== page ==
United Way of Greater Cincinnati

NKU Student Is A Change Agent

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A freshman at Northern Kentucky University, Jayren Andrews has already long established himself as a change agent.

Northern Kentucky University student Jayren Andrews is a leader and role model.Wise beyond his years, he is a young man driven to be a voice, a leader, and a role model for his peers, his neighborhood, his network, and even his world. While attending Shroder High School, Jayren competed at the state level in track and was on the second team All-Conference in football; and in his senior year, was an award winning public speaker. By 17, he was president of the Avondale Youth Council, guiding other young people to making good decisions. He is also one of two youth selected to serve on the Cincinnati Poverty Collaborative Steering Committee, and is very involved in college.

“Being on the Collaborative’s Executive Board was an opportunity to represent my neighborhood, Avondale,” he told me. “My concern was digging down and coming up with substantial solutions to help get people out of poverty. That opportunity was humbling to be with so many different people who all have the same goal.”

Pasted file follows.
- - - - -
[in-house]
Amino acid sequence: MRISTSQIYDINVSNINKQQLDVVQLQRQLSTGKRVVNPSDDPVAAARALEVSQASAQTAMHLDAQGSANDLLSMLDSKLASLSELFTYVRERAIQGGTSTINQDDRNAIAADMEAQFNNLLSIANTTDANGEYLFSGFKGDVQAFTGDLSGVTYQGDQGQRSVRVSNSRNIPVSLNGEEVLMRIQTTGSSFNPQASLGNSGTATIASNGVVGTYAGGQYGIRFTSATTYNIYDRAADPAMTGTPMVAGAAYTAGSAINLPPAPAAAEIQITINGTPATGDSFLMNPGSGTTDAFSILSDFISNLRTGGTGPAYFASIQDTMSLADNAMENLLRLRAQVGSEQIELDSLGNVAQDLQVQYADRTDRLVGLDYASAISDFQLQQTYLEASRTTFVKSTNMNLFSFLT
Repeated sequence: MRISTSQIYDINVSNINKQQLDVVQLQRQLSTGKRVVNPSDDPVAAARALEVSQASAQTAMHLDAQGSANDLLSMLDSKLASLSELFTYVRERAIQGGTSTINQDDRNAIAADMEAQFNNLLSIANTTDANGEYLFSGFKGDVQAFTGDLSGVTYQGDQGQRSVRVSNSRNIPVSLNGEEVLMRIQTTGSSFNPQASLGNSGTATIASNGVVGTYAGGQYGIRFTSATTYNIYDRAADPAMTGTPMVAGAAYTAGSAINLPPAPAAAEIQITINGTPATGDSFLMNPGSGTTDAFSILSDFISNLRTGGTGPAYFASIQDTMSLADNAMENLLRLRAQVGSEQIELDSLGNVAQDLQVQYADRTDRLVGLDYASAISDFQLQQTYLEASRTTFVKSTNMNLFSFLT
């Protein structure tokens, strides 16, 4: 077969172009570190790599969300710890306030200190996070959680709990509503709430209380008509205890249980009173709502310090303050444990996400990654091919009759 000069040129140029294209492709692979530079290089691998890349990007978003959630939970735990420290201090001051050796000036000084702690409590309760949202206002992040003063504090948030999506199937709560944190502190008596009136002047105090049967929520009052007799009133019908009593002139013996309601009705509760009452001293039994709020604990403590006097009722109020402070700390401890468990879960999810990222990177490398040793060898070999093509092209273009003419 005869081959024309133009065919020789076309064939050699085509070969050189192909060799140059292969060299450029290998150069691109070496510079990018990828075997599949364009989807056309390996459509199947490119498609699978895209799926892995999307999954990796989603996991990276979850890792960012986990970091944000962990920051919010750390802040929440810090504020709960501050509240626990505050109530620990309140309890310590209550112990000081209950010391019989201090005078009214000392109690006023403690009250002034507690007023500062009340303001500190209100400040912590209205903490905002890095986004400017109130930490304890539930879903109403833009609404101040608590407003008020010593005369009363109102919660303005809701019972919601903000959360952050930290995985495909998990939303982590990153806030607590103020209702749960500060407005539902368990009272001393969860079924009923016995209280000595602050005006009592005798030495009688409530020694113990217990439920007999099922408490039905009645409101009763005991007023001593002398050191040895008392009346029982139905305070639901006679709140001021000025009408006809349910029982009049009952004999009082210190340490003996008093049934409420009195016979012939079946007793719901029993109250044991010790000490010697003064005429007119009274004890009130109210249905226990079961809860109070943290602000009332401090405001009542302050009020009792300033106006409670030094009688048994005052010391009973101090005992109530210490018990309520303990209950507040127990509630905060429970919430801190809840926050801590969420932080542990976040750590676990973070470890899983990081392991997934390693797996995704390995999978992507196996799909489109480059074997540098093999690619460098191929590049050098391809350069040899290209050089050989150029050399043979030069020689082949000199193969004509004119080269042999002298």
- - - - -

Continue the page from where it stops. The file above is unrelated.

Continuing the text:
When he thinks about his own life and his motivation, Jayren will tell you it is those trials and tribulations that are your ‘defining moments of character’ and that learning from one’s failures is a key to accomplishment. His mentors through the Cincinnati Youth Collaborative are among those who have influenced his growth. Jamie Wilson, his CYC AmeriCorps College Guide, allowed him to absorb his shine for the moment, come back and be humble. “She showed me that hard work is everything. There really isn’t anything that you can’t accomplish,” he said.

Jayren paused as he recalled another person who has influenced his life, his little brother who was gone too soon, a baby who didn’t live to see his first day. “I think about him every day. I want to show him what kind of big brother I could have been,” Jayren told me.